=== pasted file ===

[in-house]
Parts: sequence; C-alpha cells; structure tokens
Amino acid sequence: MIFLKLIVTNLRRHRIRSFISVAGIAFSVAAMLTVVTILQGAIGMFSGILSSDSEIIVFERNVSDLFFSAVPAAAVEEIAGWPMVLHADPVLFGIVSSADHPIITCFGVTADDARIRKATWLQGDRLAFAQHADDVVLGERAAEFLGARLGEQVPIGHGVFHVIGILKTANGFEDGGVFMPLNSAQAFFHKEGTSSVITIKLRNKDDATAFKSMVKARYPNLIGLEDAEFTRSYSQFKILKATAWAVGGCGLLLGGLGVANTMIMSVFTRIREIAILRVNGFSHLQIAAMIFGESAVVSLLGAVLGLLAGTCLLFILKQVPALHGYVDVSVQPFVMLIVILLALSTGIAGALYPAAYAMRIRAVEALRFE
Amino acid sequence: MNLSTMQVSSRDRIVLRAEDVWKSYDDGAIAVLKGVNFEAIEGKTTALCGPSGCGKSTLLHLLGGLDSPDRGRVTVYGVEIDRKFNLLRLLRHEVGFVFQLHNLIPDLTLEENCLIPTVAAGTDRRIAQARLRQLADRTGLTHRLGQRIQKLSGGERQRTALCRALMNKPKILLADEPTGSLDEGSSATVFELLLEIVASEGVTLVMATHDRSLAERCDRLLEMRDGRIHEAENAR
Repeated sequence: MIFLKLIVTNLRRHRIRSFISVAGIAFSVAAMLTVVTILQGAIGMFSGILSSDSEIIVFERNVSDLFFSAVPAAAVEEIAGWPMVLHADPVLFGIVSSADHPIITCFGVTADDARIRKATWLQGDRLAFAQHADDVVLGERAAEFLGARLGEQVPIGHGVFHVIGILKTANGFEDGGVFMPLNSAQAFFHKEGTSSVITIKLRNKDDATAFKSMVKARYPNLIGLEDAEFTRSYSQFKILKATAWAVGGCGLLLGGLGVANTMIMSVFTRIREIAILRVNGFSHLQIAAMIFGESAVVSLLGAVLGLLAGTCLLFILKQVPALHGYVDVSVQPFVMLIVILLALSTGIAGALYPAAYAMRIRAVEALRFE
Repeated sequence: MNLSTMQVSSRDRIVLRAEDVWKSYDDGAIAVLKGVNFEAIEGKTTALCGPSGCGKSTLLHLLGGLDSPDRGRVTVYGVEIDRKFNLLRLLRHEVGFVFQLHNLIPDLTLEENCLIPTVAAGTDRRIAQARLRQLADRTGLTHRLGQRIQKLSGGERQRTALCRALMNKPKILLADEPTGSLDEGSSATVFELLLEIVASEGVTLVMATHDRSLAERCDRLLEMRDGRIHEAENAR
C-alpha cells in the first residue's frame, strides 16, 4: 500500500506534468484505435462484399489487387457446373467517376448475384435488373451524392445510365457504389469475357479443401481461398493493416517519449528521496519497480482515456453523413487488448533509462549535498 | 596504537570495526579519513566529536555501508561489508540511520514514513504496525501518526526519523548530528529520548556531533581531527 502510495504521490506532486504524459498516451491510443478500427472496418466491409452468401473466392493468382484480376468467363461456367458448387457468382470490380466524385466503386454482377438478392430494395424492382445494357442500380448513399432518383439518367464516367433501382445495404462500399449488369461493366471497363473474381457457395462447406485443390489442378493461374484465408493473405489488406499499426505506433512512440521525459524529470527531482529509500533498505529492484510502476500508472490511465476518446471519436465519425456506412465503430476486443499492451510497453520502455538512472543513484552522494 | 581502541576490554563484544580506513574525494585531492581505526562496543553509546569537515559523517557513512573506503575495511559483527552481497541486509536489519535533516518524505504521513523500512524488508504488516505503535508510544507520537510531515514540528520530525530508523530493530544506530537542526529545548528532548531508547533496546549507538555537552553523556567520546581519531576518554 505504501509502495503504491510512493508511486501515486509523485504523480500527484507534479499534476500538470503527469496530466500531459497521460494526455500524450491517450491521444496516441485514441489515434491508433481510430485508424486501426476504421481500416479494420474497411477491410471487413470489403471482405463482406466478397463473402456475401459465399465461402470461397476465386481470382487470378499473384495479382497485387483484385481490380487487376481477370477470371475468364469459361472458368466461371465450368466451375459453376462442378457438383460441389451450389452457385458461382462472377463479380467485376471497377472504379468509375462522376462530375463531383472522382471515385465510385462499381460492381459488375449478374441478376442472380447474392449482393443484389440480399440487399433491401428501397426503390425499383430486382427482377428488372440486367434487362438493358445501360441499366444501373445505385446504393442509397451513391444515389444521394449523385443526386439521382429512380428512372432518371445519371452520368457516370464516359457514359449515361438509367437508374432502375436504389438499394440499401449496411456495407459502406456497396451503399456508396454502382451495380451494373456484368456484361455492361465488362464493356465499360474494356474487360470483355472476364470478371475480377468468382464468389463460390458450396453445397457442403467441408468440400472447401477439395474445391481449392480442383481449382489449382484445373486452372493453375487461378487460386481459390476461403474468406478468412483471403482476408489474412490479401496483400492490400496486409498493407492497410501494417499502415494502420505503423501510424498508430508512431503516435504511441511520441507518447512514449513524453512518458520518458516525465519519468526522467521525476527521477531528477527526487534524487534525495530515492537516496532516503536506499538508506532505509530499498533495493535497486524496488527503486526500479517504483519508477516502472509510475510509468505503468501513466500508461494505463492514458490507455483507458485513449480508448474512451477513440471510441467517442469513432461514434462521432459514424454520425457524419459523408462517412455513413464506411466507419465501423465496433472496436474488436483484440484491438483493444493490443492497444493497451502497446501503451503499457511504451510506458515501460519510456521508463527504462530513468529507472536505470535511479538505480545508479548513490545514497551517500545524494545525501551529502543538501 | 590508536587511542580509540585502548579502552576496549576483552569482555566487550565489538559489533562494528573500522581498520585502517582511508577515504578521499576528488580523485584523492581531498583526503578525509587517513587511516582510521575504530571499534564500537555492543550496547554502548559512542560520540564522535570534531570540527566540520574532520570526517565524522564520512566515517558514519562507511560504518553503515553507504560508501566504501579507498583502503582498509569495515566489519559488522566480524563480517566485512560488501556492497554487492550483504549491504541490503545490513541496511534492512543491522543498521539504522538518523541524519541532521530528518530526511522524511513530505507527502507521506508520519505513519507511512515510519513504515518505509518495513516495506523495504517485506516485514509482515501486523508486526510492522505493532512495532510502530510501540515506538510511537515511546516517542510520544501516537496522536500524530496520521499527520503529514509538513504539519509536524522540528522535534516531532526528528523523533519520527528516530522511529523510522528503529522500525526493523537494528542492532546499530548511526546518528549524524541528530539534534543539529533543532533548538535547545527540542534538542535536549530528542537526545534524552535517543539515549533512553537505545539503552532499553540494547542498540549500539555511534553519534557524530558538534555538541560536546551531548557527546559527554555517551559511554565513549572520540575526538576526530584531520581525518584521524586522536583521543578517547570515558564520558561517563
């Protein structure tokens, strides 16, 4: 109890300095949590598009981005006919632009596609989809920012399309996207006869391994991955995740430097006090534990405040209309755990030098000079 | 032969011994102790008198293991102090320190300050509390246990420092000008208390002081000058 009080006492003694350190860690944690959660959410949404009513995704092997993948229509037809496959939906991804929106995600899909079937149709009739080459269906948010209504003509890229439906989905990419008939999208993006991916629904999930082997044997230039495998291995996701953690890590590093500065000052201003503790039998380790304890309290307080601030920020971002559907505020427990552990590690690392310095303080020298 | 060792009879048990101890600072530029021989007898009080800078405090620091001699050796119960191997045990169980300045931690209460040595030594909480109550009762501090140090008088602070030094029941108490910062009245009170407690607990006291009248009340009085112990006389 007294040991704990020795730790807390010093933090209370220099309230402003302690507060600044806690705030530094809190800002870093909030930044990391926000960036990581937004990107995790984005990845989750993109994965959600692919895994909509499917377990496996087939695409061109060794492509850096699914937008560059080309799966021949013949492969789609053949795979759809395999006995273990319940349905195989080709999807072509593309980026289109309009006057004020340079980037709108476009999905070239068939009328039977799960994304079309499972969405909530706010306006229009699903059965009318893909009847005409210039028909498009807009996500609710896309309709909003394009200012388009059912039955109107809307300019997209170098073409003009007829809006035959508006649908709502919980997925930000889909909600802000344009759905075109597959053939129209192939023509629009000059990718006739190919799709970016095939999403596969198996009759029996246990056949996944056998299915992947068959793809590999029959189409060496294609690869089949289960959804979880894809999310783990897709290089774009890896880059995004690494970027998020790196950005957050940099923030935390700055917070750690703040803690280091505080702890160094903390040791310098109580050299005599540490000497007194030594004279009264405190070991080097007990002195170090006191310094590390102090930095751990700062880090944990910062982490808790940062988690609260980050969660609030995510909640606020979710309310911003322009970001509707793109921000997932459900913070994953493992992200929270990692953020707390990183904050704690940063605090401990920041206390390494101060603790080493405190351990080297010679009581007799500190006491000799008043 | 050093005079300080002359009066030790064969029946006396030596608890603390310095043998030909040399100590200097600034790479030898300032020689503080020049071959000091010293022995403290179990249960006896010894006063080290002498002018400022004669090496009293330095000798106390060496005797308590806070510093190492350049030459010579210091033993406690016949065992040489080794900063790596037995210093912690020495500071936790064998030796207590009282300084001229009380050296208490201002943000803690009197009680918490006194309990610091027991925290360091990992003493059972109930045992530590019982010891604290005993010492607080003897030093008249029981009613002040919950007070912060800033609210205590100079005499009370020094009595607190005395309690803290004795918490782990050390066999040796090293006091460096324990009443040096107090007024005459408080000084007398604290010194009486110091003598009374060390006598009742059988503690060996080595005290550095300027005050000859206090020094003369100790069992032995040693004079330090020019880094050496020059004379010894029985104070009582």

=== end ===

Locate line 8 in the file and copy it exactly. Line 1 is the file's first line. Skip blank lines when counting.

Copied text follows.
């Protein structure tokens, strides 16, 4: 109890300095949590598009981005006919632009596609989809920012399309996207006869391994991955995740430097006090534990405040209309755990030098000079 | 032969011994102790008198293991102090320190300050509390246990420092000008208390002081000058 009080006492003694350190860690944690959660959410949404009513995704092997993948229509037809496959939906991804929106995600899909079937149709009739080459269906948010209504003509890229439906989905990419008939999208993006991916629904999930082997044997230039495998291995996701953690890590590093500065000052201003503790039998380790304890309290307080601030920020971002559907505020427990552990590690690392310095303080020298 | 060792009879048990101890600072530029021989007898009080800078405090620091001699050796119960191997045990169980300045931690209460040595030594909480109550009762501090140090008088602070030094029941108490910062009245009170407690607990006291009248009340009085112990006389 007294040991704990020795730790807390010093933090209370220099309230402003302690507060600044806690705030530094809190800002870093909030930044990391926000960036990581937004990107995790984005990845989750993109994965959600692919895994909509499917377990496996087939695409061109060794492509850096699914937008560059080309799966021949013949492969789609053949795979759809395999006995273990319940349905195989080709999807072509593309980026289109309009006057004020340079980037709108476009999905070239068939009328039977799960994304079309499972969405909530706010306006229009699903059965009318893909009847005409210039028909498009807009996500609710896309309709909003394009200012388009059912039955109107809307300019997209170098073409003009007829809006035959508006649908709502919980997925930000889909909600802000344009759905075109597959053939129209192939023509629009000059990718006739190919799709970016095939999403596969198996009759029996246990056949996944056998299915992947068959793809590999029959189409060496294609690869089949289960959804979880894809999310783990897709290089774009890896880059995004690494970027998020790196950005957050940099923030935390700055917070750690703040803690280091505080702890160094903390040791310098109580050299005599540490000497007194030594004279009264405190070991080097007990002195170090006191310094590390102090930095751990700062880090944990910062982490808790940062988690609260980050969660609030995510909640606020979710309310911003322009970001509707793109921000997932459900913070994953493992992200929270990692953020707390990183904050704690940063605090401990920041206390390494101060603790080493405190351990080297010679009581007799500190006491000799008043 | 050093005079300080002359009066030790064969029946006396030596608890603390310095043998030909040399100590200097600034790479030898300032020689503080020049071959000091010293022995403290179990249960006896010894006063080290002498002018400022004669090496009293330095000798106390060496005797308590806070510093190492350049030459010579210091033993406690016949065992040489080794900063790596037995210093912690020495500071936790064998030796207590009282300084001229009380050296208490201002943000803690009197009680918490006194309990610091027991925290360091990992003493059972109930045992530590019982010891604290005993010492607080003897030093008249029981009613002040919950007070912060800033609210205590100079005499009370020094009595607190005395309690803290004795918490782990050390066999040796090293006091460096324990009443040096107090007024005459408080000084007398604290010194009486110091003598009374060390006598009742059988503690060996080595005290550095300027005050000859206090020094003369100790069992032995040693004079330090020019880094050496020059004379010894029985104070009582």